Audiences are now fluid, as initial audience targeting is merely the starting point of a dynamic audience that evolves based on your optimization event (e.g. video views, clicks, installs, purchases etc) and the actual event conversion data flowing through.

When you divide your audience and budget across multiple ad sets, you may gain the ability to personalize ad creative, but you create silos which constrain Facebook’s algorithm from properly optimizing across your entire budget and audience to get you the best results for the lowest cost.

The power of Facebook’s app event optimization algorithm increasingly guarantees that micro-targeted ad sets with personalized creative almost always perform worse than more broadly targeted ad sets with more generic creative despite the higher engagement rate of personalized creative.

The holy grail of Facebook advertising is being able to personalize your ad creative based on a given audience variable without being forced to create separate ad sets across every audience variable. This would allow advertisers to simultaneously harness the power of personalization and Facebook’s algorithm.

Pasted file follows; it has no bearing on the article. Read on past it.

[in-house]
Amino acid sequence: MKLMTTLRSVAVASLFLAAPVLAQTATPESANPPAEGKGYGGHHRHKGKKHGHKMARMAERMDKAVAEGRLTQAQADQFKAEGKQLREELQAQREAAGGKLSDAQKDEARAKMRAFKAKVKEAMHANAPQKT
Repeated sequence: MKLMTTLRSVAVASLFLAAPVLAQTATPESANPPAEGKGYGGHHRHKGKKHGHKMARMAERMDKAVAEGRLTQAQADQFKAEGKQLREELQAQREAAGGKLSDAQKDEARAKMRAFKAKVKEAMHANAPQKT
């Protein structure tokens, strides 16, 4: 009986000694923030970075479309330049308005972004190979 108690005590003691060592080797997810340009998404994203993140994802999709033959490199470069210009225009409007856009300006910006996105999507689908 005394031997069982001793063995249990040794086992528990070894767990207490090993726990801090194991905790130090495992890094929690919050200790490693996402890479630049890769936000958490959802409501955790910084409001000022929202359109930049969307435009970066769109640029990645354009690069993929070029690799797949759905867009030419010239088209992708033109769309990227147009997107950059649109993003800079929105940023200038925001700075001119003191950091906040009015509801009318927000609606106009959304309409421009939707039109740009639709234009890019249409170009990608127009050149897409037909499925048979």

And it is finally possible with Segment Asset Customization.

Segment Asset Customization

Using Segment Asset Customization, you can create a single ad set for your entire audience and then associate different ad creative with up to two of the following audience variables: (1) age, (2) gender, (3) location, (4) interests & behavior.

This means you can now personalize ad creative while still allowing Facebook’s algorithm free reign to optimize your ad serving to the subset of your audience likely to drive the most results for the lowest cost.

With Segment Asset Customization (right), advertisers can personalize ads without splitting audiences across ad sets

In order to succeed on Facebook in 2019, advertisers will need to shift their strategy to structure ad sets with broad audiences and deep-funnel event bidding while leveraging Segment Asset Customization to personalize their ad creative to the major psychographic and demographic subsets of that broader audience.

Feel free to reach out to me at david@flatiron.co if you’d like to learn more about performance marketing on Facebook and Instagram

Flatiron Collective is a leading growth accelerator for consumer brands. We’ve powered Fanduel, Wag, Hinge, Vroom, Serena & Lily, Raise, Artsy & more.

* $425M+ in managed media spend
* $1.4B+ in venture capital raised
* 4x Webby award winner
* 3 exits in 2018

David Raphael

Written by

I compete in the endless auction for digital attention.